This trip isn’t just about culinary experiences, though. The Celtics are in Milan to play an exhibition game against Olimpia Milano on Tuesday before traveling to Spain to play Real Madrid as part of the NBA Global Games.

Ahead of the team’s practice session on Sunday, Thomas was also looking forward to his first soccer match, as the Celtics headed to San Siro later for AC Milan’s home match against Napoli in the Italian league – after an afternoon trip to nearby Lake Como.

“That’s going to be fun,” Thomas told The Associated Press at the Celtics’ first practice in Italy. “I’m excited about that. I’ve never been to a soccer match, to have my first soccer match be in Italy is going to be nice.”

Teammate Marcus Smart said the trip was also an important bonding experience for a young roster with plenty of new pieces. They went for a players-only meal in Milan on Saturday night.

“We had a good time with each other,” Smart said. “No phones, so everyone was talking to one other. It was good overall fun.

“We understand the severity of this trip, it is a business trip but at the same time not many people get this chance to travel like we do so we understand its business but we’re here to have fun at the same time.”

Coach Brad Stevens has overseen plenty of rebuilding since taking over the Celtics in 2013 but still led the team to the playoffs last season after trading point guard Rajon Rondo – the only remaining player from the 2008 championship team. After being swept by the Cleveland Cavaliers, the team is aiming higher this season. For Stevens, it all starts here in Italy.

“These sessions are really important to get something accomplished in practice and to make sure that we’re continuing to progress,” Stevens said. “It’s still very much a part of our training camp, and so you’ve got all of the great things about being a tourist – getting a chance to see new things and experience new things – and at the same time we’re 24 or 25 days away from our season opener.”

And after spending so many hours in the gym during the offseason, Thomas is ready to start playing actual games again – even if its just preseason.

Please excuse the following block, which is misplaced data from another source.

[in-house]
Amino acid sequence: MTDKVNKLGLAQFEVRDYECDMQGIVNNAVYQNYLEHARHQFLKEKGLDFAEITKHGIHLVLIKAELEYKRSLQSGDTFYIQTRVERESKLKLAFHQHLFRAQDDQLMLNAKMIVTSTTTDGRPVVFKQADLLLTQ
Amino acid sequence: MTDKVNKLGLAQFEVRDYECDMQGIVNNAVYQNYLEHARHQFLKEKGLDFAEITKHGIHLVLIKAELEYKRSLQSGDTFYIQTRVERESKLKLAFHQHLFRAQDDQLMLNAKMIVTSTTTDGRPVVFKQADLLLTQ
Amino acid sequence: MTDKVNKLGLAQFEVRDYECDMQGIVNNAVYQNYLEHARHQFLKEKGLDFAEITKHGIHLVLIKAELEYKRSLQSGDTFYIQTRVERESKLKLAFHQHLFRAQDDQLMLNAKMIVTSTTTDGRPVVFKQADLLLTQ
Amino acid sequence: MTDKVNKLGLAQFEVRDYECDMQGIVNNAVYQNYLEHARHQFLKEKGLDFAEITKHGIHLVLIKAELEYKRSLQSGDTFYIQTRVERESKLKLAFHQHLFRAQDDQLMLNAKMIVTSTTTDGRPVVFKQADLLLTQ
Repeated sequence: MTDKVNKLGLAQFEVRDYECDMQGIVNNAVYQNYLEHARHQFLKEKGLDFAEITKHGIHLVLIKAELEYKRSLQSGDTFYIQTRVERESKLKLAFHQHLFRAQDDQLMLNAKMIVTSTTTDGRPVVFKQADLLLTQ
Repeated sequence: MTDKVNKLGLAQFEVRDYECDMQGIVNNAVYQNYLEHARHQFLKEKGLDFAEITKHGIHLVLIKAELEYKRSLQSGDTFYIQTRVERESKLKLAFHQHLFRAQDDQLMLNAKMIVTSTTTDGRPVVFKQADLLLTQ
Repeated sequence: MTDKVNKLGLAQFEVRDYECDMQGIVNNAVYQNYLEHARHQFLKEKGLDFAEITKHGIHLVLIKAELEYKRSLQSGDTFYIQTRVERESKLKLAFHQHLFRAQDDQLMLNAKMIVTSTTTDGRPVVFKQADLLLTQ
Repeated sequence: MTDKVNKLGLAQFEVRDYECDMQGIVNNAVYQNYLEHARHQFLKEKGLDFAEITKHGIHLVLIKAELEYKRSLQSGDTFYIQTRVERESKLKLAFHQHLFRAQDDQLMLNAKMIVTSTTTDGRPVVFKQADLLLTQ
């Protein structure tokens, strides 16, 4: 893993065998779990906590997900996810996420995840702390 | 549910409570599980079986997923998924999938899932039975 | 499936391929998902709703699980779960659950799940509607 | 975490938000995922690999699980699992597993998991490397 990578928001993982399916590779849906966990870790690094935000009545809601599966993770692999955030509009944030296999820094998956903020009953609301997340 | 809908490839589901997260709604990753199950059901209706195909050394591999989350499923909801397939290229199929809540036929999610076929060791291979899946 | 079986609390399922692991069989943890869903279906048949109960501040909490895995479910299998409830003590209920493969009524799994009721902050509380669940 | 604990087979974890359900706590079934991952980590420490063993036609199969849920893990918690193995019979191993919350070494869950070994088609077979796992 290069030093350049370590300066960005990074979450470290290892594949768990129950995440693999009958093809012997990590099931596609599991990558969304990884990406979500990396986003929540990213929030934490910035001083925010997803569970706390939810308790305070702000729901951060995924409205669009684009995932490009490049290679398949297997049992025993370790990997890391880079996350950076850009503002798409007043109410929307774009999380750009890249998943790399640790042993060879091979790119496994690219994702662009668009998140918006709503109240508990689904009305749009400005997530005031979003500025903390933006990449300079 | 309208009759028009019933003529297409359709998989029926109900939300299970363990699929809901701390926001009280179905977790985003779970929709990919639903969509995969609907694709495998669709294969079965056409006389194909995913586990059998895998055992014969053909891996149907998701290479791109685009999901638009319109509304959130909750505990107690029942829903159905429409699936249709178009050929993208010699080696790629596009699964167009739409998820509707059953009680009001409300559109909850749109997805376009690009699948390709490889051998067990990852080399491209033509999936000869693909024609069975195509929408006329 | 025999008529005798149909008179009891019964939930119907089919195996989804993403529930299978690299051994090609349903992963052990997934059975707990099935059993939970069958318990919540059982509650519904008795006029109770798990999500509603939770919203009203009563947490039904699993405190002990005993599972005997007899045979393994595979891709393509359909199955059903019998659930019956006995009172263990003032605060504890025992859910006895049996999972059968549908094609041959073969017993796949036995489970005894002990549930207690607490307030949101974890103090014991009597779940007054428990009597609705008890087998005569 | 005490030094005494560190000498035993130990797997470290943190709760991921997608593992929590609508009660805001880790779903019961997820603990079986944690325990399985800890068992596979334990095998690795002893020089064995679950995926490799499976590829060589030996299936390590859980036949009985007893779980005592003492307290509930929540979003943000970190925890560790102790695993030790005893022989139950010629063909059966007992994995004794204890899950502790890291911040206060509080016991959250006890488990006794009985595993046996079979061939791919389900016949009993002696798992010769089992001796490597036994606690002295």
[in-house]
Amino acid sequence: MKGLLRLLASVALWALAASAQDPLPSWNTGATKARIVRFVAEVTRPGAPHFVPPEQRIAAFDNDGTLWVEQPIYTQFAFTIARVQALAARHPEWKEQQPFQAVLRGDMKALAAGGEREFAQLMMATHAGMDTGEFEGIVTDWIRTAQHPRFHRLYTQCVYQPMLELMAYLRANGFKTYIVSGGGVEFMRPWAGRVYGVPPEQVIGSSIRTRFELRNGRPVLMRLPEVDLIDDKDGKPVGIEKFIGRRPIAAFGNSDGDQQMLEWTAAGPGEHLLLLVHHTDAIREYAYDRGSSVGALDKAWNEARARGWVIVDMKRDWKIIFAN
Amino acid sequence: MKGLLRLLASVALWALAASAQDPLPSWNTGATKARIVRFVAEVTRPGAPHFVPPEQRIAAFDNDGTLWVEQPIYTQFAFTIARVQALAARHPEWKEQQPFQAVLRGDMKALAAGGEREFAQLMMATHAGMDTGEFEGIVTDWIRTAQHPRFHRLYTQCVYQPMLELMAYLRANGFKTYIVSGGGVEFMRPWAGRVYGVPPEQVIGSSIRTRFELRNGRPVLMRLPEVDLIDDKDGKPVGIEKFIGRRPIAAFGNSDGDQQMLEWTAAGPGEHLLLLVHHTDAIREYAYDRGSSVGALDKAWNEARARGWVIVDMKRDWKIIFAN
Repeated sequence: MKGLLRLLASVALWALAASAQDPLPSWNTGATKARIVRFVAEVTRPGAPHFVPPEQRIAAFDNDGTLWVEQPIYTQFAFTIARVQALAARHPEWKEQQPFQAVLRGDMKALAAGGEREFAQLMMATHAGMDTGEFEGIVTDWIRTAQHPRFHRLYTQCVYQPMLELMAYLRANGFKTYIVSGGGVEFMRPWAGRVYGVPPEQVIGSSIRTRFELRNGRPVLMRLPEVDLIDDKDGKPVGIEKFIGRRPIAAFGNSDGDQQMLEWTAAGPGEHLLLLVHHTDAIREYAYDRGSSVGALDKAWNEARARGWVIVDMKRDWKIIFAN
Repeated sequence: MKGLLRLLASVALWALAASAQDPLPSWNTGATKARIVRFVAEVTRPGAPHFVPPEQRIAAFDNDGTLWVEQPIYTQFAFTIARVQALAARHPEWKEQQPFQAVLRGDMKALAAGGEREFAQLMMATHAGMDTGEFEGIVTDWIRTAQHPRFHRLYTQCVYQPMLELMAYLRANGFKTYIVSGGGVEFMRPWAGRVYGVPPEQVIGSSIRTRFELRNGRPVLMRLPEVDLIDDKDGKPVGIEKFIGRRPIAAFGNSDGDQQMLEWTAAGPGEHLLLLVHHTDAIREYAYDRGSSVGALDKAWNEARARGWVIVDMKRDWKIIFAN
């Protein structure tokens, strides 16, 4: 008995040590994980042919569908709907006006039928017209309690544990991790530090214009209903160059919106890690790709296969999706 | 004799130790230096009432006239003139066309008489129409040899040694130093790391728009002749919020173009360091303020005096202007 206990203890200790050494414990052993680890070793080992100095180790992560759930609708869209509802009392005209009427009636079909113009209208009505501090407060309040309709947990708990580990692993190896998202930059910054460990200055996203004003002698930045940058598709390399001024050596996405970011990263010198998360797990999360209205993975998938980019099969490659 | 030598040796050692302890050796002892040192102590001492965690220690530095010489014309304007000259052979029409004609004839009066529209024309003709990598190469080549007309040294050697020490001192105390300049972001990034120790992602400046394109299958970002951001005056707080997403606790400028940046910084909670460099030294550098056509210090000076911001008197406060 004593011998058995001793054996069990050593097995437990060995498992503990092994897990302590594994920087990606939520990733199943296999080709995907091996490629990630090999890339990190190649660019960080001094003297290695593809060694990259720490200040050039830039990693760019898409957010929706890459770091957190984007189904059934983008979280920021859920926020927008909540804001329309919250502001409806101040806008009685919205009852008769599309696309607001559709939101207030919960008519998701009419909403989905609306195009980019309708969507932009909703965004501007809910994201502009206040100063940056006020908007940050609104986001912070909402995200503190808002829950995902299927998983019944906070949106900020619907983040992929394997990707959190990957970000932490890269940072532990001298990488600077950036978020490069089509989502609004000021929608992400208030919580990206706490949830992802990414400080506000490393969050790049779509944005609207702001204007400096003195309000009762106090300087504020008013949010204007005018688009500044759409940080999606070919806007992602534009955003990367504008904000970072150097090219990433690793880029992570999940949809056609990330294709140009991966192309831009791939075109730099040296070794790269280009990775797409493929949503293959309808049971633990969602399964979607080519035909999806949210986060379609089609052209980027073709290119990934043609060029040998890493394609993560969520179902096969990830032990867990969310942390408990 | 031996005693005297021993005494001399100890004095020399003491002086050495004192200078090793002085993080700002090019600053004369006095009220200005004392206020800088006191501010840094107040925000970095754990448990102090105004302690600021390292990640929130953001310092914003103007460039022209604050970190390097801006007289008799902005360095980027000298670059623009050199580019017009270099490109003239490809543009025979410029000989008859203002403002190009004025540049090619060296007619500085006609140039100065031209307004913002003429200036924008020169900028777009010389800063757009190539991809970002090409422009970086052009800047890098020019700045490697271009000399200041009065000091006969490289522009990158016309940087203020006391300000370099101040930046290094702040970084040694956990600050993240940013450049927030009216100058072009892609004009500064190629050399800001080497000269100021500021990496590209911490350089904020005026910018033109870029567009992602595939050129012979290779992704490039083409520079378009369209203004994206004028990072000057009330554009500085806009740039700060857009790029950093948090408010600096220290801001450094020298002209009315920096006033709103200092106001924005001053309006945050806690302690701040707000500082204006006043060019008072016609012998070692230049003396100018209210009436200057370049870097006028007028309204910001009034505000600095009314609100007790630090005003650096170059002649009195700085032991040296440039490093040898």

“We’re ready to beat up on somebody else, we’re tired of beating up on each other,” Smith said.

Kings’ Karl admits mistakes in DeMarcus Cousins trade controversey

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In the NBA, elite players have the leverage. It is just simple supply and demand.

DeMarcus Cousins is an elite player — and a favorite of owner Vivek Ranadive. He is not going anywhere.

Which made this summer’s “George Karl wants trade Cousins” a battle the coach couldn’t ultimately win — the owner wasn’t going to sign off on it, and the fans are going to side with Boogie. Remember Karl said he never had a player that was untradable, and that spiraled into reports Karl probed trade options with other teams, much to the frustration of management and Cousins himself.

Karl owned up to some of his mistakes in an interview on Comcast Bay Area, as reported by James Ham at CSNBayArea.com.

“To be honest with you, I apologized to DeMarcus for making the trade comment that I’ve never coached a player that’s untradeable,” Karl told Christensen. “That was wrong for me to say, because you all (the media) took it and blew it up into crazy.”

“But it’s my responsibility to be smart enough to not say things like that,” Karl continued. “So I did apologize because I thought that was the only thing, maybe some other things, but really the only thing that got us separated was that comment that then everybody wrote the we’re going to trade [Cousins].”

The relationship between Cousins and Karl — not to mention Rajon Rondo and other veterans — is the biggest key to the Kings’ season. Karl and Cousins say their relationship is solid now, but what happens when that is put under stress at some point during the season?

In talking to people around the team, the Kings players seemed to have formed a tight bond — even if part of the glue of that bond is a distrust of Karl that can work for them. This is a team that has the talent to compete for the bottom couple playoff seeds in the Western Conference, but everybody needs to be pulling on the rope in the same direction. We will see pretty quickly if the Kings can do that.